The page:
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Top Five Sibling Caregiver Hot Buttons


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December 22, 2010

Family caregivers know all too well the sensitive issues that can send brothers and sisters into turmoil. Family caregiving may be stressful under any circumstances. But certain situations are hot button triggers. These events can make the life of caregiving siblings more difficult and lead to family conflict.

The 50-50 Rule® public education program can help address the following hot-button issues with effective communication skills:

  1. Illness: A senior loved one who becomes ill or faces declining health can leave a family facing all sorts of potentially difficult issues. Who provides the additional care? Is there a team approach or does one sibling bear the brunt of the caregiving? Family members' differing opinions and the changing needs of a senior can exacerbate the situation.

  2. Money: Money matters often complicate life for seniors as well as their adult children. The recent recession left many older adults depleted of their savings while others may be outliving their nest eggs. Families can be forced to make tough caregiving decisions when their love ones' finances factor into the equation.

  3. Inheritance: While some families contend with a lack of funds to provide care for their loved ones, others have the temptation of a family inheritance influencing their decisions. If one sibling is encouraging a parent to spend the siblings' inheritance and another is coaxing that parent to save the money, trouble is sure to ensue.

  4. Distance: While absence may make the heart grow fonder, it certainly doesn't make life easier for a family caregiver. The siblings who live in the same town or city as their parents may be stuck with most of the caregiver work. According to research conducted for the Home Instead Senior® network, one sibling is responsible for the bulk of the care of mom and dad in more than 40 percent of families. Siblings who live far away can feel left out or, if they do speak up, viewed as intruders by the primary family caregiver.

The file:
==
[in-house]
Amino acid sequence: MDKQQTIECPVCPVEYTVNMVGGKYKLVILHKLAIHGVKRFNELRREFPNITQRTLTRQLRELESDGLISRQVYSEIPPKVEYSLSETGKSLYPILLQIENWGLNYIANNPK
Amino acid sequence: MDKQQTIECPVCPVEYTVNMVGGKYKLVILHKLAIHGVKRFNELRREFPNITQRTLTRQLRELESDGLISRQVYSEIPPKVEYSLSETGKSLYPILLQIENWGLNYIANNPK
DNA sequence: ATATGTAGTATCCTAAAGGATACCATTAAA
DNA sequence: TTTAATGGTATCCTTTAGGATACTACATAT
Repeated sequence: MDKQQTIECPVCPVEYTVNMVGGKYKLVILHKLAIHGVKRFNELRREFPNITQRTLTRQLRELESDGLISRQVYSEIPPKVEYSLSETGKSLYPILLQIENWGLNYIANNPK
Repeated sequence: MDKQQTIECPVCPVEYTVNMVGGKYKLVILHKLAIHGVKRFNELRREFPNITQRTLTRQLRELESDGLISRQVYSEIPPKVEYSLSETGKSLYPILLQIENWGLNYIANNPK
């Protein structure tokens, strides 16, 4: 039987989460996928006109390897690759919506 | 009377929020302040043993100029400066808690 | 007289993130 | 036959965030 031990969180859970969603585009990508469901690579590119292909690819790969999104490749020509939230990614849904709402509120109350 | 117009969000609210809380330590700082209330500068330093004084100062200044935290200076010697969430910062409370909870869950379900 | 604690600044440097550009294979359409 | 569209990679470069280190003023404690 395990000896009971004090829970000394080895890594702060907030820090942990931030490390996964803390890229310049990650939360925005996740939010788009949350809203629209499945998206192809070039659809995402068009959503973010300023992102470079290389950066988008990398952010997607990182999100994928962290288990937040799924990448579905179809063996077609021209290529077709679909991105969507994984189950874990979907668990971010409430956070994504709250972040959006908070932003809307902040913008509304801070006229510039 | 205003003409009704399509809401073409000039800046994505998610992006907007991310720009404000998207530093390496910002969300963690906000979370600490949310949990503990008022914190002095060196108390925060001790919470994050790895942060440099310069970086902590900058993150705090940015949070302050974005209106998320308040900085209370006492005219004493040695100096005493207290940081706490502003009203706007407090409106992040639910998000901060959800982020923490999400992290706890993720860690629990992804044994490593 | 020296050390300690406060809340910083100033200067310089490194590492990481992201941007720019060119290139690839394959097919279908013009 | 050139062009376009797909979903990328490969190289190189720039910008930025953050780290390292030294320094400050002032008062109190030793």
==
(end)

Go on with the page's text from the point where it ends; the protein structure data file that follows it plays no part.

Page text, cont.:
5. Stress: Life is stressful and family caregiving oftentimes makes it more so. Adult caregivers who have started a new job, are raising children or caring for their own spouse can soon become overwhelmed when elderly family members need help. Those who are bearing the brunt of caregiving may resent siblings who are unable or unwilling to help.

Please download the guide: 50/50 Rule® Brochure (PDF 950K).

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Thoughts and stories from others
  1. February 27, 2015 at 3:36 am | Posted by Sandy Carpio

    My boys and I were caregivers for my parents and we took on all the caregiving responsibilities for both my parents. It basically started when I was 19. My mom got very sick. Her blood pressure was 280/180 and had to be rushed to the ER. Long story short, my siblings, who were 37, 35, 33, and 27 made me go in and talk to my mom's doctor. My father did also. The caregiving continued until they passed away in 2008. 3 years after my parents died, I was diagnosed with stage 4 breast cancer.


  2. July 7, 2011 at 6:19 am | Posted by Letitia

    These pieces really set a standard in the industry.


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